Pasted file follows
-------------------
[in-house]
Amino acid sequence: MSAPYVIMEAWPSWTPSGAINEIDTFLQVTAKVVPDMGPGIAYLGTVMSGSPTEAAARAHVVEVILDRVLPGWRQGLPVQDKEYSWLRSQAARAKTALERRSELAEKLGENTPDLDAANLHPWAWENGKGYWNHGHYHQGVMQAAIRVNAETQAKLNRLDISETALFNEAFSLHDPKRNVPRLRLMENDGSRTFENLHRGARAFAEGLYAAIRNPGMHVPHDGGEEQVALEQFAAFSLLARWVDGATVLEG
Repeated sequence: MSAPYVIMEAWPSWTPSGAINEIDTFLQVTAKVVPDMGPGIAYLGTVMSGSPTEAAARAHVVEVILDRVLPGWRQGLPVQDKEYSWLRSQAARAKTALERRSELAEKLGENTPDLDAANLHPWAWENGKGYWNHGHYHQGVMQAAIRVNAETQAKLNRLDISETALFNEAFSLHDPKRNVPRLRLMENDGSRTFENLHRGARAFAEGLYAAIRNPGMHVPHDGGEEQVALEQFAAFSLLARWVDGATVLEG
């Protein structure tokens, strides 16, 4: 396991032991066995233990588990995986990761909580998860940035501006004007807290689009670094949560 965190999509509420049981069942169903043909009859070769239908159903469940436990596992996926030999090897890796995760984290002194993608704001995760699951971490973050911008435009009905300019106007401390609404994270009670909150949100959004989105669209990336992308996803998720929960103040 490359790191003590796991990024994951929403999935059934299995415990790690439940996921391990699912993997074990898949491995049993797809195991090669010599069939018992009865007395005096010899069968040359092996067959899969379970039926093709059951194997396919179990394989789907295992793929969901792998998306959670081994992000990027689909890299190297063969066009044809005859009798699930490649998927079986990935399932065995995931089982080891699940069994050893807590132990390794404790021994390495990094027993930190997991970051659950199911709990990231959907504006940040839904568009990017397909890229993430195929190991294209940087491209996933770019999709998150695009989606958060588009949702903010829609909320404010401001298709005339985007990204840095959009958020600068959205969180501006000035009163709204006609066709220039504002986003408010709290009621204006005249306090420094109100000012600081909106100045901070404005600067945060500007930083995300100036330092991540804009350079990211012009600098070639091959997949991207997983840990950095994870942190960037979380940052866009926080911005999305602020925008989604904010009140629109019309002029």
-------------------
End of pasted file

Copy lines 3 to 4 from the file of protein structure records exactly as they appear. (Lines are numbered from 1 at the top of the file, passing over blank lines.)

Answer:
Repeated sequence: MSAPYVIMEAWPSWTPSGAINEIDTFLQVTAKVVPDMGPGIAYLGTVMSGSPTEAAARAHVVEVILDRVLPGWRQGLPVQDKEYSWLRSQAARAKTALERRSELAEKLGENTPDLDAANLHPWAWENGKGYWNHGHYHQGVMQAAIRVNAETQAKLNRLDISETALFNEAFSLHDPKRNVPRLRLMENDGSRTFENLHRGARAFAEGLYAAIRNPGMHVPHDGGEEQVALEQFAAFSLLARWVDGATVLEG
């Protein structure tokens, strides 16, 4: 396991032991066995233990588990995986990761909580998860940035501006004007807290689009670094949560 965190999509509420049981069942169903043909009859070769239908159903469940436990596992996926030999090897890796995760984290002194993608704001995760699951971490973050911008435009009905300019106007401390609404994270009670909150949100959004989105669209990336992308996803998720929960103040 490359790191003590796991990024994951929403999935059934299995415990790690439940996921391990699912993997074990898949491995049993797809195991090669010599069939018992009865007395005096010899069968040359092996067959899969379970039926093709059951194997396919179990394989789907295992793929969901792998998306959670081994992000990027689909890299190297063969066009044809005859009798699930490649998927079986990935399932065995995931089982080891699940069994050893807590132990390794404790021994390495990094027993930190997991970051659950199911709990990231959907504006940040839904568009990017397909890229993430195929190991294209940087491209996933770019999709998150695009989606958060588009949702903010829609909320404010401001298709005339985007990204840095959009958020600068959205969180501006000035009163709204006609066709220039504002986003408010709290009621204006005249306090420094109100000012600081909106100045901070404005600067945060500007930083995300100036330092991540804009350079990211012009600098070639091959997949991207997983840990950095994870942190960037979380940052866009926080911005999305602020925008989604904010009140629109019309002029």